Delivering your presentation

Presenting in English to International Audiences- 8 thoughts

I’ve been lucky to have worked with hundreds of Spaniards, Catalans, French, Polish, Russians and Swedes over the past 20 years, helping them to present and pitch to international audiences in English.  All of them have had enough English to do exactly what they needed to do, but all of them wanted help to do it better.

They tend to need a confidence boost rather than better English, but they tend to believe that it’s all about the words. So if you’re a speaker who regularly talks to international audiences, whether you’re a native English speaker or not, here are 8 things I’ve learned on what worries people about presenting well to international audiences, though the focus is for people for whom English isn’t their first language-


  1. tend to worry about their ‘limited’ vocabulary- when they had enough to do what great presenters in any language do, share a message simply, clearly and without the option for complex words and grammar that a larger vocabulary gives a speaker.
  2. think that their accents will make them less effective- when their accent makes them interesting, it’s their articulation (particularly the end consonants in words, the T’s, P’s, F’s, etc.) that makes the difference between being understood and not.
  3. assume that native English speakers are better understood by default- when most are worse, because their language is more complex and their articulation tends to be terrible.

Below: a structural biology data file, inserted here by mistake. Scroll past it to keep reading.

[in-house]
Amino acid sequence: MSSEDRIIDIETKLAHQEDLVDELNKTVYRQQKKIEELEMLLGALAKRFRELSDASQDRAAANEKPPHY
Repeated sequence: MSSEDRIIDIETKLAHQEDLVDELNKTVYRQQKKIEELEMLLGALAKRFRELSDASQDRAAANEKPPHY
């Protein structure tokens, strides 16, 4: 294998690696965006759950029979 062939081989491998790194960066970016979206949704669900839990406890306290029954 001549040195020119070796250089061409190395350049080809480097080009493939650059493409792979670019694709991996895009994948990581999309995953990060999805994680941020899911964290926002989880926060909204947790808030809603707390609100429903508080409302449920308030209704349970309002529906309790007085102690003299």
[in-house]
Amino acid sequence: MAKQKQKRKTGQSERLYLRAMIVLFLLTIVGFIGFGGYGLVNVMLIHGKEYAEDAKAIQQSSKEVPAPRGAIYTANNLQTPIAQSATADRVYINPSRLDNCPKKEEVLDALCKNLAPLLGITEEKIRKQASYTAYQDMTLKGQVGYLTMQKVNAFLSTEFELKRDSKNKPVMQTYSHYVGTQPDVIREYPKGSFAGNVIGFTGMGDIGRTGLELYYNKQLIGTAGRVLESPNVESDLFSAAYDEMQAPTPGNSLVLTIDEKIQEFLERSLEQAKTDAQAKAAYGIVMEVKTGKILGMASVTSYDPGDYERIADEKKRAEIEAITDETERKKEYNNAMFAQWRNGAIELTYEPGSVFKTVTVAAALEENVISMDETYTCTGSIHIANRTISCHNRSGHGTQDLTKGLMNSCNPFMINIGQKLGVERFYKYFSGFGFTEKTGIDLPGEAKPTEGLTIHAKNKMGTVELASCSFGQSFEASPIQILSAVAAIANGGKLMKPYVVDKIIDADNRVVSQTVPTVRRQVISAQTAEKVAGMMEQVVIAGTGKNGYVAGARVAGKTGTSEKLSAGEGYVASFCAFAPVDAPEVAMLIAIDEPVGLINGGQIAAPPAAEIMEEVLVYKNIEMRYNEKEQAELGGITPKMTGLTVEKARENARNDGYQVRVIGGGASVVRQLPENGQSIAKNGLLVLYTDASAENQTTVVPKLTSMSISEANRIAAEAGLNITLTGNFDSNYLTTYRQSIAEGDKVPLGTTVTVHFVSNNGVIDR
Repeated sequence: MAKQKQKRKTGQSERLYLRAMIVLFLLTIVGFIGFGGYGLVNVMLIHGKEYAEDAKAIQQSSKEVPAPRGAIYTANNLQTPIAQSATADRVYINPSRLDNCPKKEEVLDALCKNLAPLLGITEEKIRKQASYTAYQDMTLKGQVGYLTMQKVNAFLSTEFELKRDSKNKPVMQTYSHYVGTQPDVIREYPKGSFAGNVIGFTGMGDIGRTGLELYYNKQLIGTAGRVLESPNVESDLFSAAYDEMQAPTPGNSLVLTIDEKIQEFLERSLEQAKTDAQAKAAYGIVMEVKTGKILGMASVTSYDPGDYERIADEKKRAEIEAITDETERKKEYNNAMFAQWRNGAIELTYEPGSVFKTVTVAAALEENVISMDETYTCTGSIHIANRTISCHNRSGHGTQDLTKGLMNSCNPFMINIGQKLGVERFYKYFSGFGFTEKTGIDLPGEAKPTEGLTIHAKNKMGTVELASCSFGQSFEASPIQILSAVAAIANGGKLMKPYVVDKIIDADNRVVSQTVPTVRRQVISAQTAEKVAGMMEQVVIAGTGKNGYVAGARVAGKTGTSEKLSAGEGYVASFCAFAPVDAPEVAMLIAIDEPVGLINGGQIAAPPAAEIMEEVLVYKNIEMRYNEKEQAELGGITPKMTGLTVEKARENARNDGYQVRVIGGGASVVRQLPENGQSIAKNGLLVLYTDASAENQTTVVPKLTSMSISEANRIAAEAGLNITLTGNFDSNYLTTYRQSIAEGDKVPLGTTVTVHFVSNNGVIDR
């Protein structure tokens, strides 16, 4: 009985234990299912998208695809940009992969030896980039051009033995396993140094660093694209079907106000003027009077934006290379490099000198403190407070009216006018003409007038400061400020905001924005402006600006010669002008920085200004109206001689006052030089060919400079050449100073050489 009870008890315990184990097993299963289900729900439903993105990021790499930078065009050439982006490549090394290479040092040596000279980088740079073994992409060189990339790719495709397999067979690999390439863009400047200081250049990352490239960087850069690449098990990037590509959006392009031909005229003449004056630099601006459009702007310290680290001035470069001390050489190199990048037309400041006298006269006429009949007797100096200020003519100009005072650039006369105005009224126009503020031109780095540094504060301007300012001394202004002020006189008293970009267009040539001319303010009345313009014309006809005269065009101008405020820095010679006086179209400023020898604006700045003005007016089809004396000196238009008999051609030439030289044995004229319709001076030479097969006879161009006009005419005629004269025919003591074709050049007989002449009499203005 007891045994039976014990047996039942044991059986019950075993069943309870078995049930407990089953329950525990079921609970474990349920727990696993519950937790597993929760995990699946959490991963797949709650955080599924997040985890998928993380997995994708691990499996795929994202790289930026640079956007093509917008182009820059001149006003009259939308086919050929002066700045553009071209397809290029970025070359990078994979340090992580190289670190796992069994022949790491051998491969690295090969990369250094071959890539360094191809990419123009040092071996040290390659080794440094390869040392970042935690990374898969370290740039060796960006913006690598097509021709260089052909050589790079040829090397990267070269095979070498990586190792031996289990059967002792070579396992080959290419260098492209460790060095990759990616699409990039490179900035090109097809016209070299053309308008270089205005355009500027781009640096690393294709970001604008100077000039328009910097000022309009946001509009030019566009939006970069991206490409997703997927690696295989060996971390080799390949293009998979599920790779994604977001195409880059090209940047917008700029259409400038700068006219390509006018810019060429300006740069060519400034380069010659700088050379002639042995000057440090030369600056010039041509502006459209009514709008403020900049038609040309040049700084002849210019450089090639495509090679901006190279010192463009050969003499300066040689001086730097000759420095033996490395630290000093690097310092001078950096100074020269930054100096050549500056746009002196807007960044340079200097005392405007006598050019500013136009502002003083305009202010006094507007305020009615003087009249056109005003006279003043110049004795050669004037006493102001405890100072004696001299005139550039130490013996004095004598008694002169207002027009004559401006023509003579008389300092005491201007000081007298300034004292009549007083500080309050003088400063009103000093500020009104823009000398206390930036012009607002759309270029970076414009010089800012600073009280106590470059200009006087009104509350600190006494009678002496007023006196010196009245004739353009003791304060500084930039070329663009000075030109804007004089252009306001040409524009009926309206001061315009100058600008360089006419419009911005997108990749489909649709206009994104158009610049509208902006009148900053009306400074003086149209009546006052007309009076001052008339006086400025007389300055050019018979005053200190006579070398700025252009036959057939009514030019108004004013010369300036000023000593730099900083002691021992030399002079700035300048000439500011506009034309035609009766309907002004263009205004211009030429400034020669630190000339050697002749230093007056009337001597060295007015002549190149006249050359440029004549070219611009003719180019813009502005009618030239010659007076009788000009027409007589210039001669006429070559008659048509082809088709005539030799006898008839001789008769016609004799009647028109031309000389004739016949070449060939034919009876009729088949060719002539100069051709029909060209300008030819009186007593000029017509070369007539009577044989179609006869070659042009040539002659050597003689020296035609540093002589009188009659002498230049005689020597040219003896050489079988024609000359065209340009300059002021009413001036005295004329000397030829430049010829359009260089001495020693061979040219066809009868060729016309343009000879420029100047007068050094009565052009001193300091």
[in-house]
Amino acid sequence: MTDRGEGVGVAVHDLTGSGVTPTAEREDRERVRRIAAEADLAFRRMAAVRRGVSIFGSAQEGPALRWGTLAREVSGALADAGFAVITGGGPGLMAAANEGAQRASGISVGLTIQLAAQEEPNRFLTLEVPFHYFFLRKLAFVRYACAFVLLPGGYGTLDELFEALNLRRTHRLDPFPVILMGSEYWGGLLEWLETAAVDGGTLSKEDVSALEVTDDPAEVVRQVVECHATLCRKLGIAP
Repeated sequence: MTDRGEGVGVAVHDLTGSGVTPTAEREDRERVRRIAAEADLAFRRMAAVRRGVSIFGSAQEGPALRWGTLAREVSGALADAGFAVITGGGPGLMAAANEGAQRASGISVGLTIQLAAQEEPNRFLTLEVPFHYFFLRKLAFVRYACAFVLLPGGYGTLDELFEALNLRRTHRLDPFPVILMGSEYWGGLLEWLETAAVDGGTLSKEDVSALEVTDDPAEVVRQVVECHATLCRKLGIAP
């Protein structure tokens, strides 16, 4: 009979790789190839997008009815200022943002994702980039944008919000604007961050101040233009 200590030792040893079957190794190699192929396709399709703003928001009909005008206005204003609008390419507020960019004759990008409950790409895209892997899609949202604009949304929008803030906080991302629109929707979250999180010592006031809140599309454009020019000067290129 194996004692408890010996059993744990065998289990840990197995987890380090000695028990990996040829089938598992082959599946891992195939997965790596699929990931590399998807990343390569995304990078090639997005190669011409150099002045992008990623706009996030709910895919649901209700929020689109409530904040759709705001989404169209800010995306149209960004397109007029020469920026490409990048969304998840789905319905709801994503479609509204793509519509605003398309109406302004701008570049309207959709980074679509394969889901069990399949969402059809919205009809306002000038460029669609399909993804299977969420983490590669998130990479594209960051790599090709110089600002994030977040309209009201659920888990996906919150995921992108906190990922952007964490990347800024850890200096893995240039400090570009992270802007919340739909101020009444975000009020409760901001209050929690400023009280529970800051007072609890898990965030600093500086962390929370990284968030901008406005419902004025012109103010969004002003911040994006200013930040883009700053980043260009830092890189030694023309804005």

4. ignore their culture and language- when their words, their stories and their culture make a subject fascinating, if used deliberately and explained where necessary.
  5. think that native English speakers will think badly of them for their ‘poor English’- when most will admire them for having a second language.
  6. make the mistake of throwing their whole script ‘SPLAT’ up onto the slides, hoping that will help the audience to understand- when all it does is confuse the audience and make the presenters seem much less important and interesting.
  7. They worry that they speak too quickly- when it’s really their articulation (point 2 again).  If you articulate clearly then a) you tend to be understood, and b) it slows you down a little too so a double positive result.
  8. They tend to express themselves less physically when they’re nervous and there’s lots of credible and recent research to show that exagggerated, physical expression helps people be understood much more, particularly by international audiences.

Here’s a post on other presentation best practice based on what works not what presentation coaches tell you, and an interesting post from Leon Potgieter on speaking as a native English speaker to international audiences from Olivia Mitchell’s excellent Speaking About Presenting blog.

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